Police interview tapes with murder suspect viewed

Jurors intently watched two interviews Thursday afternoon which Franklin police recorded with then 15-year-old Jamichael Hudson, questioning him in the presence of his mother about his knowledge of a Feb. 3, 2010 double murder for which he is on trial here at 16th Judicial Court.
Hudson’s story and demeanor changed in the second interview, conducted March 1, 2010. Inconsistencies in his statements were pointed out and he eventually said that he was on the front porch of the victims’ house on the evening of the murder.
Attorney Edward Moses Jr., representing Hudson, pointed out to the jury that he did not admit to taking part in, or observing a robbery or a killing.
Franklin Police Capt. Carla Weidenboerner first interviewed Hudson a week after the brutal murder of Audrey Picard, 75, and Larry Guillory, 49, at 6 Darce Lane. Hudson claimed in that Feb. 10 interview that he went to visit his cousin, Randy Joseph, on the evening of the murders.
He said he left Joseph and Joseph’s girlfriend, Brook Johnson, around 8 p.m. to go home but on the way home he stopped to visit a girl named Kianna. He did not know the girl’s last name or the address of her trailer. He said he did not see anybody in the area and he did not go to the Darce Lane residence that night. He said he may have been at the residence with Joseph a month earlier to check on Guillory, who was Joseph’s uncle.
Hudson’s mother, Ruby Johnson, said she found her son home on Feb. 3, when she got in from work about 9:15 or 9:20 p.m. Mother and son both appeared cooperative during the interview.
Hudson, who has remained stoic through the first two days of the trial, twice showed measured emotion as he sat at the defense table while the second interview played.
His mother died less than six weeks ago. He shook his head at one point several times while watching her speak. Another time, while viewing the same interview, lead detective Capt. Tina Thibodeaux became aggressive in her questioning. Hudson, keeping his eyes on the screen, raised his hands outward, his palms turned up and shrugged his shoulders in a gesture often used in frustration.
In the March 1, 2010 interview he said he visited a girl named Destiny. Instead of saying he saw nobody, he said he and Joseph were walking along the street and saw two other guys. He repeated he went home around 8:30 or 9 p.m.
He became less cooperative as the interview progressed. Several times he insisted he had not spoken to either Joseph or Johnson since the murders.
The investigators challenged his story.
The story you told Ms. Carla is not what happened last night. This is your second time coming here. You can tell us what happened,” lead detective Thibodeaux demanded. “Tell me what happened that night, the truth. ... I know you are not telling the truth”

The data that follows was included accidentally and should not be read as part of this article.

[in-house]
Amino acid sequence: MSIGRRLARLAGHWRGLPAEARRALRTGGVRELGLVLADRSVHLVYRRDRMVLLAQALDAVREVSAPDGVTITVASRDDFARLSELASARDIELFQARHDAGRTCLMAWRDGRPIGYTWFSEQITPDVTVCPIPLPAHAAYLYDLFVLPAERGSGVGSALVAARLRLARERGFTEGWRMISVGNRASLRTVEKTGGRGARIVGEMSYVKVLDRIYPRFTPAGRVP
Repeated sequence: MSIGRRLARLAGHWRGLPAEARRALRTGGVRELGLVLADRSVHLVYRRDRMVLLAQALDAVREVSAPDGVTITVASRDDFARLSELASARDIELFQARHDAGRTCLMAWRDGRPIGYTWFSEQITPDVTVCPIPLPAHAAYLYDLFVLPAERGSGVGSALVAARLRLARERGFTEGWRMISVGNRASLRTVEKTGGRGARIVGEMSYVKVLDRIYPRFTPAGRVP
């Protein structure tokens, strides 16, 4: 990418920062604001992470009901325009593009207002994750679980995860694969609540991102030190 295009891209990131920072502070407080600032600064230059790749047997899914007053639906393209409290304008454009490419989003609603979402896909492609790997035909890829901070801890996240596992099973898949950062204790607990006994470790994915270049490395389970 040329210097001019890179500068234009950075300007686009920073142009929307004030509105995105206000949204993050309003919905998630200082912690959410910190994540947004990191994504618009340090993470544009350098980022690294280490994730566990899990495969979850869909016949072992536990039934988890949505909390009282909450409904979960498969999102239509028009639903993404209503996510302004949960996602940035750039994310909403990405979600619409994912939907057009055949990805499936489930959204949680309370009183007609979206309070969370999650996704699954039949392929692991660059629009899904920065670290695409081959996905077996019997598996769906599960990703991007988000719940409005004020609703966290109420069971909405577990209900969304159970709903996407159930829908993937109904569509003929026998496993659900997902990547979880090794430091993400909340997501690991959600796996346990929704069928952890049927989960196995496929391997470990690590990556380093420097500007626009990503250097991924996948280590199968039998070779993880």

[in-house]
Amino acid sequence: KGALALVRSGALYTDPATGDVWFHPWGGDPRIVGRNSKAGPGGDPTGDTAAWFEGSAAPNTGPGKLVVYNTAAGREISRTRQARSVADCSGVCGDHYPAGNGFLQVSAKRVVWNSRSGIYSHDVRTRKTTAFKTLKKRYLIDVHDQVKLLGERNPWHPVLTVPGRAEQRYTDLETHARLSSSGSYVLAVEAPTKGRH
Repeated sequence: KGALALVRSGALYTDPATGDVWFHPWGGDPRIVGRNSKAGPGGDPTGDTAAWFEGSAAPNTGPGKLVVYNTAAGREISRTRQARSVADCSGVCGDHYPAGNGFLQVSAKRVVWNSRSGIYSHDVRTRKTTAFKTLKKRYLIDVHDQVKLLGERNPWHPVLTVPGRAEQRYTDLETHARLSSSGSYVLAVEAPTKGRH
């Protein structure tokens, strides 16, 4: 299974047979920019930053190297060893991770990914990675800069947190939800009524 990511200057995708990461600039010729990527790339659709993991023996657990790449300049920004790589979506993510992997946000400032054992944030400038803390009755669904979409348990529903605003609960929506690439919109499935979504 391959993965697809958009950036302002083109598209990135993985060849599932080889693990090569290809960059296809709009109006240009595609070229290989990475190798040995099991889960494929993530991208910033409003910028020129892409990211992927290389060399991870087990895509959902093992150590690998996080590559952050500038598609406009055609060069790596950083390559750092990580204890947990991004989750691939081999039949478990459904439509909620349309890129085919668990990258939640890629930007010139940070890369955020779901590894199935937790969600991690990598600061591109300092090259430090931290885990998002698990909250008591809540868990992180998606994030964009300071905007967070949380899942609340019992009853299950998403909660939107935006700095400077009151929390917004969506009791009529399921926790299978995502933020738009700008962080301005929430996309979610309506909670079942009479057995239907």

Thibodeaux told Hudson that he had been recorded in a three-way call with Joseph that Joseph placed to Brook Johnson on a recorded line from the police department. Joseph was incarcerated on an unrelated charge at the time.
Prosecuting attorney Anthony Saleme played that call in which Joseph could be heard telling Hudson that police were suspecting their involvement in the murder and would be looking for him.
Under Thibodeaux’s intense questioning, Hudson eventually admitted he had gone to the house on Darce Lane that night while Joseph checked on Guillory. He said he was on the porch. He said Joseph called him back later that night and said he had gone back to check on his uncle and found him dead.
Thursday morning Saleme had asked Bethany Harris, expert DNA analyst from Acadiana Crime Lab, to discuss the findings from a pocket taken by investigators off Guillory’s coveralls he was wearing. In addition to Guillory’s DNA, the analyst said Hudson could not be ruled out as contributor to other DNA found on the pocket but it could not be stated with reasonable scientific certainty it was his DNA.
Harris said there was a 99.997 percent probability that the DNA belonged to Hudson.
Moses repeatedly emphasized that since there was not enough markings available to be tested, the results did not point to his client as the only possible person that DNA could belong to.
Throughout the trial Moses has tried to raise a reasonable doubt about the evidence the state is presenting. Besides pointing out the DNA was not 100 percent conclusive, he has managed to get witnesses to admit evidence that seemed problematic for his client could have other explanations. When Hudson changed his story with Franklin police investigators, Moses said the change occurred after he spoke to Joseph, implying that it was the influence or coercion of Joseph that was the cause of Hudson’s shifting story.
Joseph pleaded guilty to two counts of murder in January 2012 and was given two life sentences. Prior to sentencing Assistant District Attorney Vincent Borne gave a statement of facts to which Joseph agreed was substantially accurate.
Borne said Joseph admitted going to his uncle’s house for a robbery but claimed Hudson had struck both victims multiple times with a long blunt object after which Joseph located Picard’s cigarette wallet with about $300 on the couch.
Transcripts of the proceeding show his public defender said before his plea that Joseph had refused to plea to a lesser charge in exchange for testifying against Hudson. Saleme would not comment on whether Joseph will be brought to testify today when testimony resumes.
Moses said he is considering presenting witnesses when the state rests its case but Hudson will not take the stand.

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